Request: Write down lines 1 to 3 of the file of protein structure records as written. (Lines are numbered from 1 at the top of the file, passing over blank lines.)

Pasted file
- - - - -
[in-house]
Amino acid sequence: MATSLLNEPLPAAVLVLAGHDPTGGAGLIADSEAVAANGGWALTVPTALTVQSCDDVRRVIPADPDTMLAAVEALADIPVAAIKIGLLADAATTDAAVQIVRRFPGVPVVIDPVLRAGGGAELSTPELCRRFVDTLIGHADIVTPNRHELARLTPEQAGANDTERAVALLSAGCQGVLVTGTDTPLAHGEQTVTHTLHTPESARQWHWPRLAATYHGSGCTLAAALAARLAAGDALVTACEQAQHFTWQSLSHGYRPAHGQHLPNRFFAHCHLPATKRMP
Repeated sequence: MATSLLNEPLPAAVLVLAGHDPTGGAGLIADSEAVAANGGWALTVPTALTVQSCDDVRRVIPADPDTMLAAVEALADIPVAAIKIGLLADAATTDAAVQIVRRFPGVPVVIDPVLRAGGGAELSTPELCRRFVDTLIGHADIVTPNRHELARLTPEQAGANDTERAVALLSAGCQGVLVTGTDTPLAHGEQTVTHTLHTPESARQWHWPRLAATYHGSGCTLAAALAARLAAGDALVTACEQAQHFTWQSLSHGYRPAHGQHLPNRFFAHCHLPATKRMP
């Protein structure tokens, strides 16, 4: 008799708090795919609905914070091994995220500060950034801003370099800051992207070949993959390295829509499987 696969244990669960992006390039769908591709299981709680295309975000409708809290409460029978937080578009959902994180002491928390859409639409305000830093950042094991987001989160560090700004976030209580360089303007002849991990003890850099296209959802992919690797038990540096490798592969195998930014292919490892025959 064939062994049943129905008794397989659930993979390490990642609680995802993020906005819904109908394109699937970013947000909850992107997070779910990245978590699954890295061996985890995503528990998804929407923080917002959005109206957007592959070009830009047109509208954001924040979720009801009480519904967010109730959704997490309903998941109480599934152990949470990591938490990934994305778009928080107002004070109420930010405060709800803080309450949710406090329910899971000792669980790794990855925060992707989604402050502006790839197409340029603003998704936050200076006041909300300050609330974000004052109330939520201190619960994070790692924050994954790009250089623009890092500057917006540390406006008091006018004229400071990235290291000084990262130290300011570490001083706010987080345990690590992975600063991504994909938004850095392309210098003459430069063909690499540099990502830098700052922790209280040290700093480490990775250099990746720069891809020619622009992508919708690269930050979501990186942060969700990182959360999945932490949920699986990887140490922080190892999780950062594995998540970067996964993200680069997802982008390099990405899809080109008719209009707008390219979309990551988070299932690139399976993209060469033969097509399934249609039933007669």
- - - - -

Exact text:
[in-house]
Amino acid sequence: MATSLLNEPLPAAVLVLAGHDPTGGAGLIADSEAVAANGGWALTVPTALTVQSCDDVRRVIPADPDTMLAAVEALADIPVAAIKIGLLADAATTDAAVQIVRRFPGVPVVIDPVLRAGGGAELSTPELCRRFVDTLIGHADIVTPNRHELARLTPEQAGANDTERAVALLSAGCQGVLVTGTDTPLAHGEQTVTHTLHTPESARQWHWPRLAATYHGSGCTLAAALAARLAAGDALVTACEQAQHFTWQSLSHGYRPAHGQHLPNRFFAHCHLPATKRMP
Repeated sequence: MATSLLNEPLPAAVLVLAGHDPTGGAGLIADSEAVAANGGWALTVPTALTVQSCDDVRRVIPADPDTMLAAVEALADIPVAAIKIGLLADAATTDAAVQIVRRFPGVPVVIDPVLRAGGGAELSTPELCRRFVDTLIGHADIVTPNRHELARLTPEQAGANDTERAVALLSAGCQGVLVTGTDTPLAHGEQTVTHTLHTPESARQWHWPRLAATYHGSGCTLAAALAARLAAGDALVTACEQAQHFTWQSLSHGYRPAHGQHLPNRFFAHCHLPATKRMP